In this context, observations made by retired Supreme Court judge Joseph Kurian in a webinar recently on the application of the principles of Constitutional values by the judges were as candid as these could be, raising serious doubts about the prevailing situation.

“Judges are appointed to uphold the Constitution, and nothing, but the Constitution. We fail sometimes because we become subjectively Constitutional, instead of being Constitutionally objective”, Justice Kurian Joseph said. His remark came in response to a question by one of the panelists whether the Supreme Court applied the principles of Constitutional values uniformly.

Justice Kurian Joseph was one of the four senior judges who participated in the unprecedented ‘call of duty’ press conference in which serious doubts were expressed over the manner in which the then CJI Dipak Misra had used his power of the roster to pick and choose benches that would issue verdicts in a certain way.

He was also among the first ones who criticised the nomination of former CJI Ranjan Gogoi to the Rajya Sabha although Gogoi himself was a co-participant at the milestone press conference. Kurian is known to hold straightforward views on issues of crucial importance to jurisprudence.

“Who secures our sacred values? It is the guardian's duty and our guardian is the Supreme Court. We also have a duty and our duty is to abide by the Constitution,” he said.

“The court is always anti-majoritarian because first duty is to uphold the Constitutional values. A judge is appointed only to stay true to Constitutional values. They must disassociate themselves from their subjectivity and that is how they become counter-majoritarian”, he said.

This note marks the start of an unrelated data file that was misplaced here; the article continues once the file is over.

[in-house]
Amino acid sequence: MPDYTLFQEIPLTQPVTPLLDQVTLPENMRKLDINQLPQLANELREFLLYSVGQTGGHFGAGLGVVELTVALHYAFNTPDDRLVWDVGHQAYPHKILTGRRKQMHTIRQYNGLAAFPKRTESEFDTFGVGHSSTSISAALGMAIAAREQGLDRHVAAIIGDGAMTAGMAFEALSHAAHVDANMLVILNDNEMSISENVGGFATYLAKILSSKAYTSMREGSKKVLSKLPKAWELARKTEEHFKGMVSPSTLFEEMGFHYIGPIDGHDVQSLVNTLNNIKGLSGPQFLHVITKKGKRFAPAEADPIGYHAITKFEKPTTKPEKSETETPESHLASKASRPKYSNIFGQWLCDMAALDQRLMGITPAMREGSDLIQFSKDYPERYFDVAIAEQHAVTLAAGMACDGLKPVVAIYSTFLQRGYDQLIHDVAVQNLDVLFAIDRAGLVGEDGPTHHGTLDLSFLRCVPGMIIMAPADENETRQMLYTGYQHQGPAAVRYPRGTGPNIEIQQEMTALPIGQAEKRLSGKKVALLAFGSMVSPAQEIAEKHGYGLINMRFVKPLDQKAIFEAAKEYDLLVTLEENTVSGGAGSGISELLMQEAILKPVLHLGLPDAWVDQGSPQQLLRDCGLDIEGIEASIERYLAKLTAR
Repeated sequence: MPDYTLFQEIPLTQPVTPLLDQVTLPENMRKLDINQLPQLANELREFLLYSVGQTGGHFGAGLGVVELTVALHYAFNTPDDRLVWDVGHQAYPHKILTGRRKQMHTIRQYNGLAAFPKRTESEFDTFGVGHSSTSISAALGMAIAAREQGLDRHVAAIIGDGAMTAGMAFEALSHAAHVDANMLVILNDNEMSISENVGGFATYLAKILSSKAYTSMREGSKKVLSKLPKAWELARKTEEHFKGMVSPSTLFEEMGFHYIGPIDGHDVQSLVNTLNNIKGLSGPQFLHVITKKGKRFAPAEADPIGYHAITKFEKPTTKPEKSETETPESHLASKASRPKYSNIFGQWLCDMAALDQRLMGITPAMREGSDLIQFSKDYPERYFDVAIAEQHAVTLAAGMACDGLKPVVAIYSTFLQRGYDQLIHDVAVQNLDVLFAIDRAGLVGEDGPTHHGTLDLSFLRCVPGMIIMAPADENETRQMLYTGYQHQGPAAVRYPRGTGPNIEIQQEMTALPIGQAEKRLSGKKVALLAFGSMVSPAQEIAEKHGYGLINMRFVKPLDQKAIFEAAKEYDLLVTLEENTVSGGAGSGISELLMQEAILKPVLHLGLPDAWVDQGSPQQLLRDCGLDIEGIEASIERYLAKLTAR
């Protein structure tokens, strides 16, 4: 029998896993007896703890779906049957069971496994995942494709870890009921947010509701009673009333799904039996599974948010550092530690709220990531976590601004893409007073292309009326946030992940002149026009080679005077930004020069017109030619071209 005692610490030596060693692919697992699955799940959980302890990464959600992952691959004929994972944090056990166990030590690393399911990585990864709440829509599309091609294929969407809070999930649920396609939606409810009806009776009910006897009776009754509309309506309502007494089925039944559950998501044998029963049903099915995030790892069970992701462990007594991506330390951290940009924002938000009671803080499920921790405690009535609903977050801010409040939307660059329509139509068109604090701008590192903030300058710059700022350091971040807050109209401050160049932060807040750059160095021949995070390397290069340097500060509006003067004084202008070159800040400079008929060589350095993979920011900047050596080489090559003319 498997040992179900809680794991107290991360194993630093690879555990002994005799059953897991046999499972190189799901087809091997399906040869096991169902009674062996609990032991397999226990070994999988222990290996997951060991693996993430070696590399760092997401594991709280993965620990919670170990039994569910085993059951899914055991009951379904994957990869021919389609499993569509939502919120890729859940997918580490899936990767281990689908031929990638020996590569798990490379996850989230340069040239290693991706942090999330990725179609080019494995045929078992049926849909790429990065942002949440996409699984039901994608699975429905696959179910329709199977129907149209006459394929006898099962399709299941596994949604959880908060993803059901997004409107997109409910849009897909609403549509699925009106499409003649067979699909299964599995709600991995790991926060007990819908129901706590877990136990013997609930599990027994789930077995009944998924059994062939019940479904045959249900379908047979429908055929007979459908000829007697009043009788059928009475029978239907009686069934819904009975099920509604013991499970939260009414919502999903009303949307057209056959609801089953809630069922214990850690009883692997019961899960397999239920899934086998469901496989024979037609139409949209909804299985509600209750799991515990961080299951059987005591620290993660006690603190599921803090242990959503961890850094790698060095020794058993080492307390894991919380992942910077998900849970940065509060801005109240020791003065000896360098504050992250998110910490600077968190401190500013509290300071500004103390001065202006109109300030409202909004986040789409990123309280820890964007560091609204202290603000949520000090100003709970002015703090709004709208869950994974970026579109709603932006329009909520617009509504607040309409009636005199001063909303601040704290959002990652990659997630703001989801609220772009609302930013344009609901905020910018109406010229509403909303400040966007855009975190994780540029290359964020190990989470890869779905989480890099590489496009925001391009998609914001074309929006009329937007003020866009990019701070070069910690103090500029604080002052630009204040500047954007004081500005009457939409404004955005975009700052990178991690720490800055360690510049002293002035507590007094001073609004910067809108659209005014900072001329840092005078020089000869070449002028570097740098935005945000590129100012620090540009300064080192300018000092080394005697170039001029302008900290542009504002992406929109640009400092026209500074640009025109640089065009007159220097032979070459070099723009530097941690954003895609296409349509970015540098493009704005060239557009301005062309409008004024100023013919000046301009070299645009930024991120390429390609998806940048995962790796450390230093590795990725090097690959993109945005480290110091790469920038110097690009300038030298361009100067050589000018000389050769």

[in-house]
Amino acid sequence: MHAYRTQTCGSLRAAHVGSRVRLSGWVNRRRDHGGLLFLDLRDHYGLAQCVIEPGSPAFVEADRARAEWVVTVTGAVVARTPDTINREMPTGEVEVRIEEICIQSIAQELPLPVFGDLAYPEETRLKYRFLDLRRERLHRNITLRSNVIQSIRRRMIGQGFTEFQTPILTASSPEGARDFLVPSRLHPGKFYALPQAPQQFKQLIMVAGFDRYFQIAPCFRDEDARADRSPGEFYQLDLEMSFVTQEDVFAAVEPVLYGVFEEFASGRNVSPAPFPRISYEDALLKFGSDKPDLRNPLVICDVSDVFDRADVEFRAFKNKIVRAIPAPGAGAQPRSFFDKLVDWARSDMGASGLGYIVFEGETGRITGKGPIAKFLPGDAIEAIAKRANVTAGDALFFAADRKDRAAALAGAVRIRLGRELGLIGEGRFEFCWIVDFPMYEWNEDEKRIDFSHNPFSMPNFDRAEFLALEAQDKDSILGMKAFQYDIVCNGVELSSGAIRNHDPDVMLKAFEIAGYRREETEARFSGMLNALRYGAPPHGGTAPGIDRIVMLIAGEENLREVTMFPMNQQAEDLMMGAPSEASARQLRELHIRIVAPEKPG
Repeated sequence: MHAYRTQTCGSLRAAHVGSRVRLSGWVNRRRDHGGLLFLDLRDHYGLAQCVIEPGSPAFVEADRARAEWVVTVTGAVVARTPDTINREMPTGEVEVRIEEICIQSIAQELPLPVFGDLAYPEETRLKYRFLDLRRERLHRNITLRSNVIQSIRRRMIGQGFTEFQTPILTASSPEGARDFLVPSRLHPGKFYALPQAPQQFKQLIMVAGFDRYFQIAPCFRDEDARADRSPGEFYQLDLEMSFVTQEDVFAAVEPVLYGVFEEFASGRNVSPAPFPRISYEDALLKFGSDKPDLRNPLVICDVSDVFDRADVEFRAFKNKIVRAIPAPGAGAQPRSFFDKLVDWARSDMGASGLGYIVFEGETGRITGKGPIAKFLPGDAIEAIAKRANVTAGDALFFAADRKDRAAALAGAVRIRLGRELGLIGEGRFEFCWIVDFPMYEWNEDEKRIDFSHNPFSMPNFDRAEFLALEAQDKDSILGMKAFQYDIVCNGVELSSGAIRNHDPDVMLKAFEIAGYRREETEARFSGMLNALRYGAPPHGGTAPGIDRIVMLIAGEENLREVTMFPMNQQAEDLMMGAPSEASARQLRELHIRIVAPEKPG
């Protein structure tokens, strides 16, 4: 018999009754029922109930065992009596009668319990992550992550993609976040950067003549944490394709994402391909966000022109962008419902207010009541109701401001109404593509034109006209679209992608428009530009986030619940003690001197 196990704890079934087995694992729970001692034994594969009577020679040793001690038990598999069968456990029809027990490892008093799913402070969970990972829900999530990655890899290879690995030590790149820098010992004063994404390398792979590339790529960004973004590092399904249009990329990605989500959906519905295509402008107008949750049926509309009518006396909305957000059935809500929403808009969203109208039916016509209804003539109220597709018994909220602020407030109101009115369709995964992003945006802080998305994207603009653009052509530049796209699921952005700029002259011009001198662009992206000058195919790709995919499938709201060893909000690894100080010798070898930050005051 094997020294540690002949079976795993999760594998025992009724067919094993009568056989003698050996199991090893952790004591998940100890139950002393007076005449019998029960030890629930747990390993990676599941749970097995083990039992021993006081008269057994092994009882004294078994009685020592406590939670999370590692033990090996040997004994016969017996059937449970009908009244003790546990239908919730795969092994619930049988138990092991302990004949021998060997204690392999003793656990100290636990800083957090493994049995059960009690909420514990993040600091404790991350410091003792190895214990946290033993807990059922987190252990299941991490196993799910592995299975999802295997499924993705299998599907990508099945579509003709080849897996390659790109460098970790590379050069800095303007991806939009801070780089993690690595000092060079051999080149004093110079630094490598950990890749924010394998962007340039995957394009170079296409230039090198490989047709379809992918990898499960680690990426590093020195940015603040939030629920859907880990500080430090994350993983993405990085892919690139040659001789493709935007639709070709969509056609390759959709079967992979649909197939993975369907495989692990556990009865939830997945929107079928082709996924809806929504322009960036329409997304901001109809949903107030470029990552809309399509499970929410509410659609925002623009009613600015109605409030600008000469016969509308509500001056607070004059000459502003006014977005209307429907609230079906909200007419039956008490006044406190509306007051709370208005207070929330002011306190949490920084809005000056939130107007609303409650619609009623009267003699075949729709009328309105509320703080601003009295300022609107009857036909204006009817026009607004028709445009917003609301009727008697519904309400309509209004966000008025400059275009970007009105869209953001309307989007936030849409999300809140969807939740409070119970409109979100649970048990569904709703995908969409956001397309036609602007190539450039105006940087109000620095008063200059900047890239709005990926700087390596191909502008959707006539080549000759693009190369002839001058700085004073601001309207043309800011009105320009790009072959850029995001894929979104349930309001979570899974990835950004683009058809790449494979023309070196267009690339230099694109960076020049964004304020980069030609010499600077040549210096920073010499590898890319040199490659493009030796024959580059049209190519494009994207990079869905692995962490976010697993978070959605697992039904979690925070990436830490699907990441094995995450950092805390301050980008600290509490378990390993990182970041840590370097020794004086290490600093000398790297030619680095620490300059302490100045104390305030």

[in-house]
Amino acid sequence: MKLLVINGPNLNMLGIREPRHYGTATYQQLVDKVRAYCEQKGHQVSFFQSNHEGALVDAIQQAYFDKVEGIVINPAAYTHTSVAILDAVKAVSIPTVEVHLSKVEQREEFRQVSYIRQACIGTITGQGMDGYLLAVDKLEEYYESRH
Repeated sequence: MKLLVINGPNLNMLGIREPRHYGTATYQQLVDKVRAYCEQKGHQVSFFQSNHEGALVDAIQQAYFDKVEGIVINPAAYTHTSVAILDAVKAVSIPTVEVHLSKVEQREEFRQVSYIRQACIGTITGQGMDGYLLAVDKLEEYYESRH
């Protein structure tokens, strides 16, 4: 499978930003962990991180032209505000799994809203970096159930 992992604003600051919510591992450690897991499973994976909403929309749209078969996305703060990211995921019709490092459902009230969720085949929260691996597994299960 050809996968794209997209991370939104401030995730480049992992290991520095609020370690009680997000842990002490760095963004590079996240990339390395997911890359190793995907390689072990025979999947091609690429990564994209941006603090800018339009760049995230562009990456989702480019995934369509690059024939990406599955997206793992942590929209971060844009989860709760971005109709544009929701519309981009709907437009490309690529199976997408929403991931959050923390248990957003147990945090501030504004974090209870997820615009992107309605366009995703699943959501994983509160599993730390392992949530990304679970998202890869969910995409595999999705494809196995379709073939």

“Societal values are different from the Constitutional values. The former may go for a majoritarian view, but court is never swayed by this because their duty is to only uphold the Constitution. The President and the Prime Minister merely take an oath to abide by the Constitution of India; they do not uphold it. It is the court which must uphold it; and bear true faith and allegiance to it,” he said.

Similar sentiments were expressed by R V Raveendran, Kurian Joseph’s colleague in the Supreme Court, last year in a Bengaluru lecture on the ‘Anomalies in Law’, where he explained how judges are branded within legal circles as ‘acquitting’ or ‘convicting’ kinds, pro-labour, pro-capitalist, pro-employer, anti-landlord, anti-tenant and, of late, even pro-government and anti-government, depending on the nature of their past verdicts.

When judges go beyond the law and allow personal philosophies and convictions to come in the way, their verdicts are fixed in a pattern and that leads to contradictions in law and justice, Justice Raveendran said. He even recounted a senior advocate’s claim about a famous judge who abhorred landlords and employers and would openly declare that no such individual would succeed in his court.

We have had instances of two judges or benches of judges considering the same case issue different verdicts applying the same law.

Bench-hunting has come to be standard procedure in our courts, which point to a story state of affairs in the country’s judiciary. Bench-hunting works on the basic premises that it is possible to organise ‘pliable’ judges to hear certain cases.

If personal preferences, read prejudices, are allowed to influence the selection of judges, it amounts to acknowledging the possibility that the judgments issued by them may also suffer from personal bias. And that destroys the very foundation and people's faith in the judiciary. When some of the judges accused the mutineering judges of destroying the institution of Supreme Court, they were partly right. But more right is the fact that it had already been destroyed by some of the practices prevailing in the top tiers of judiciary. (IPA Service)